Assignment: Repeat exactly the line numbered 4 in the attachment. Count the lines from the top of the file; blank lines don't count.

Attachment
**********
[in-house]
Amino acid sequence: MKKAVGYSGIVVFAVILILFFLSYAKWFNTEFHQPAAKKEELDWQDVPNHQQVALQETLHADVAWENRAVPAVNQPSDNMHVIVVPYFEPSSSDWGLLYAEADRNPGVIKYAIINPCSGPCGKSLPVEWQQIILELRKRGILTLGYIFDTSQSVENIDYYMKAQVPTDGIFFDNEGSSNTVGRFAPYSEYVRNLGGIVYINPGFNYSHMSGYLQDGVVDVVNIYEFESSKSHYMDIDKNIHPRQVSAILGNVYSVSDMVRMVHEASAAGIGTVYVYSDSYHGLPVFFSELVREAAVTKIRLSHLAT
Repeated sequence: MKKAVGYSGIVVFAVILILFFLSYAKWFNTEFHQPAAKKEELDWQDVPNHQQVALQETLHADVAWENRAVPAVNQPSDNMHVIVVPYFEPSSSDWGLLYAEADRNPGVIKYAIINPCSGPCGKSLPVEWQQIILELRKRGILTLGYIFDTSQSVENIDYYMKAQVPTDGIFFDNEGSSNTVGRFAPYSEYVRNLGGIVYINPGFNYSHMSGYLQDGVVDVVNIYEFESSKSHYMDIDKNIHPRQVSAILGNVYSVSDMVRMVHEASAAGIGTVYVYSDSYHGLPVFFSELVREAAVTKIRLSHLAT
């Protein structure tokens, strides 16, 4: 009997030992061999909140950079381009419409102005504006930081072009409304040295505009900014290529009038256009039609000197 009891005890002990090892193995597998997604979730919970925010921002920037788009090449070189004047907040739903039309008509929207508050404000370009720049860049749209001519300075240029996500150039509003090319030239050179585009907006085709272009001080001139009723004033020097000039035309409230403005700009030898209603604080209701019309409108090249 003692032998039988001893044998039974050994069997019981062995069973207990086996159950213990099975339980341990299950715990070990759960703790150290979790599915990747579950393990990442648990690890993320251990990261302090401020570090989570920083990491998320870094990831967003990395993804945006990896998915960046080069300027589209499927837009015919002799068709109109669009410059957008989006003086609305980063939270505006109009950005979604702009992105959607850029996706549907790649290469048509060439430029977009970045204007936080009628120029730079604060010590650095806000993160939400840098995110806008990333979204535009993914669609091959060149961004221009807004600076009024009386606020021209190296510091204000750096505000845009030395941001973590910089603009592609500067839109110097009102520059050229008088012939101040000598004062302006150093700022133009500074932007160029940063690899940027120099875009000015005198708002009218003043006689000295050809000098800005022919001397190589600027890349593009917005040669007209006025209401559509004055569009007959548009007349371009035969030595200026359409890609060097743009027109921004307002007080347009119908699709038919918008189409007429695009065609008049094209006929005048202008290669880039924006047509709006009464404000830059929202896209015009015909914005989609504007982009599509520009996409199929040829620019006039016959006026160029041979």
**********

């Protein structure tokens, strides 16, 4: 009997030992061999909140950079381009419409102005504006930081072009409304040295505009900014290529009038256009039609000197 009891005890002990090892193995597998997604979730919970925010921002920037788009090449070189004047907040739903039309008509929207508050404000370009720049860049749209001519300075240029996500150039509003090319030239050179585009907006085709272009001080001139009723004033020097000039035309409230403005700009030898209603604080209701019309409108090249 003692032998039988001893044998039974050994069997019981062995069973207990086996159950213990099975339980341990299950715990070990759960703790150290979790599915990747579950393990990442648990690890993320251990990261302090401020570090989570920083990491998320870094990831967003990395993804945006990896998915960046080069300027589209499927837009015919002799068709109109669009410059957008989006003086609305980063939270505006109009950005979604702009992105959607850029996706549907790649290469048509060439430029977009970045204007936080009628120029730079604060010590650095806000993160939400840098995110806008990333979204535009993914669609091959060149961004221009807004600076009024009386606020021209190296510091204000750096505000845009030395941001973590910089603009592609500067839109110097009102520059050229008088012939101040000598004062302006150093700022133009500074932007160029940063690899940027120099875009000015005198708002009218003043006689000295050809000098800005022919001397190589600027890349593009917005040669007209006025209401559509004055569009007959548009007349371009035969030595200026359409890609060097743009027109921004307002007080347009119908699709038919918008189409007429695009065609008049094209006929005048202008290669880039924006047509709006009464404000830059929202896209015009015909914005989609504007982009599509520009996409199929040829620019006039016959006026160029041979």